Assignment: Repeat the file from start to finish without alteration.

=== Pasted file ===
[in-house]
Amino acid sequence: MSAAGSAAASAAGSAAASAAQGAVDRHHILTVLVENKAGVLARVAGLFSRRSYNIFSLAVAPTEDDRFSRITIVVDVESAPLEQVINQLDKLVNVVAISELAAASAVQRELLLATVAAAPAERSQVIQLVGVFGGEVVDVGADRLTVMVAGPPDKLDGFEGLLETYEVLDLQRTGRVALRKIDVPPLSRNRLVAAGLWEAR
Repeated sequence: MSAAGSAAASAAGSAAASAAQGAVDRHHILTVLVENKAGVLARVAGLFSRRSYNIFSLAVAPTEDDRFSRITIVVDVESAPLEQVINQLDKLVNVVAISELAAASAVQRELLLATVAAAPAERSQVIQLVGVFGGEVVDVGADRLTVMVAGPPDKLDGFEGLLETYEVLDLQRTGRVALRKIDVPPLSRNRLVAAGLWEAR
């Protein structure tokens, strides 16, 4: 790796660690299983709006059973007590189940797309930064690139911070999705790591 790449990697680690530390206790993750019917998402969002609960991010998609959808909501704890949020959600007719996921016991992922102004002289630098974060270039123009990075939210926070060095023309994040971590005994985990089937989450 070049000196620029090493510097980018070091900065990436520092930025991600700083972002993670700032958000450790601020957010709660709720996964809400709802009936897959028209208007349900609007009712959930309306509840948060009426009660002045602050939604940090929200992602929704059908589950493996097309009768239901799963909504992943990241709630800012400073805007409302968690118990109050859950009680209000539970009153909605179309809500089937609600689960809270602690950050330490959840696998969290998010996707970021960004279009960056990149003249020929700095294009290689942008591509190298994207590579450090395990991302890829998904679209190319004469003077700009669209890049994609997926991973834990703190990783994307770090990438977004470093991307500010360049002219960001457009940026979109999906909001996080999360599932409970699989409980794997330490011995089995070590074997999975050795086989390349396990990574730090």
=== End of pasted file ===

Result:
[in-house]
Amino acid sequence: MSAAGSAAASAAGSAAASAAQGAVDRHHILTVLVENKAGVLARVAGLFSRRSYNIFSLAVAPTEDDRFSRITIVVDVESAPLEQVINQLDKLVNVVAISELAAASAVQRELLLATVAAAPAERSQVIQLVGVFGGEVVDVGADRLTVMVAGPPDKLDGFEGLLETYEVLDLQRTGRVALRKIDVPPLSRNRLVAAGLWEAR
Repeated sequence: MSAAGSAAASAAGSAAASAAQGAVDRHHILTVLVENKAGVLARVAGLFSRRSYNIFSLAVAPTEDDRFSRITIVVDVESAPLEQVINQLDKLVNVVAISELAAASAVQRELLLATVAAAPAERSQVIQLVGVFGGEVVDVGADRLTVMVAGPPDKLDGFEGLLETYEVLDLQRTGRVALRKIDVPPLSRNRLVAAGLWEAR
């Protein structure tokens, strides 16, 4: 790796660690299983709006059973007590189940797309930064690139911070999705790591 790449990697680690530390206790993750019917998402969002609960991010998609959808909501704890949020959600007719996921016991992922102004002289630098974060270039123009990075939210926070060095023309994040971590005994985990089937989450 070049000196620029090493510097980018070091900065990436520092930025991600700083972002993670700032958000450790601020957010709660709720996964809400709802009936897959028209208007349900609007009712959930309306509840948060009426009660002045602050939604940090929200992602929704059908589950493996097309009768239901799963909504992943990241709630800012400073805007409302968690118990109050859950009680209000539970009153909605179309809500089937609600689960809270602690950050330490959840696998969290998010996707970021960004279009960056990149003249020929700095294009290689942008591509190298994207590579450090395990991302890829998904679209190319004469003077700009669209890049994609997926991973834990703190990783994307770090990438977004470093991307500010360049002219960001457009940026979109999906909001996080999360599932409970699989409980794997330490011995089995070590074997999975050795086989390349396990990574730090």